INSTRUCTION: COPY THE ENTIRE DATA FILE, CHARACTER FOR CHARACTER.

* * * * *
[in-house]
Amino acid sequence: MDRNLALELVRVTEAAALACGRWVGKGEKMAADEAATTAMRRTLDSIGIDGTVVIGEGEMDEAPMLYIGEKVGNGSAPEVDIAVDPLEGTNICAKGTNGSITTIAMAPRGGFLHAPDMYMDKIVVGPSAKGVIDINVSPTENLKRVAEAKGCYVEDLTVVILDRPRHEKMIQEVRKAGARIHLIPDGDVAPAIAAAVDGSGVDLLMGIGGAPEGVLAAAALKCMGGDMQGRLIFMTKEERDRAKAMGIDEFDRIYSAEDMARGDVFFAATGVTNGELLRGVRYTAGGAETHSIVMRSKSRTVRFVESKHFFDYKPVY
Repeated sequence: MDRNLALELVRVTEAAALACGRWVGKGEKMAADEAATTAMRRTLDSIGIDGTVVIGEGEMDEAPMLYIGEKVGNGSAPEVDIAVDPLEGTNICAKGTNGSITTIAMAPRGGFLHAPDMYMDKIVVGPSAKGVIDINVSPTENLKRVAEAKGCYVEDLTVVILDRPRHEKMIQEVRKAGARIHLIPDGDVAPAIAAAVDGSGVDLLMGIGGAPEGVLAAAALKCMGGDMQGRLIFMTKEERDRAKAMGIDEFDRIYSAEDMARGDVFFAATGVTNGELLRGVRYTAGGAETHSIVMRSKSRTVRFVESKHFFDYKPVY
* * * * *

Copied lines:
[in-house]
Amino acid sequence: MDRNLALELVRVTEAAALACGRWVGKGEKMAADEAATTAMRRTLDSIGIDGTVVIGEGEMDEAPMLYIGEKVGNGSAPEVDIAVDPLEGTNICAKGTNGSITTIAMAPRGGFLHAPDMYMDKIVVGPSAKGVIDINVSPTENLKRVAEAKGCYVEDLTVVILDRPRHEKMIQEVRKAGARIHLIPDGDVAPAIAAAVDGSGVDLLMGIGGAPEGVLAAAALKCMGGDMQGRLIFMTKEERDRAKAMGIDEFDRIYSAEDMARGDVFFAATGVTNGELLRGVRYTAGGAETHSIVMRSKSRTVRFVESKHFFDYKPVY
Repeated sequence: MDRNLALELVRVTEAAALACGRWVGKGEKMAADEAATTAMRRTLDSIGIDGTVVIGEGEMDEAPMLYIGEKVGNGSAPEVDIAVDPLEGTNICAKGTNGSITTIAMAPRGGFLHAPDMYMDKIVVGPSAKGVIDINVSPTENLKRVAEAKGCYVEDLTVVILDRPRHEKMIQEVRKAGARIHLIPDGDVAPAIAAAVDGSGVDLLMGIGGAPEGVLAAAALKCMGGDMQGRLIFMTKEERDRAKAMGIDEFDRIYSAEDMARGDVFFAATGVTNGELLRGVRYTAGGAETHSIVMRSKSRTVRFVESKHFFDYKPVY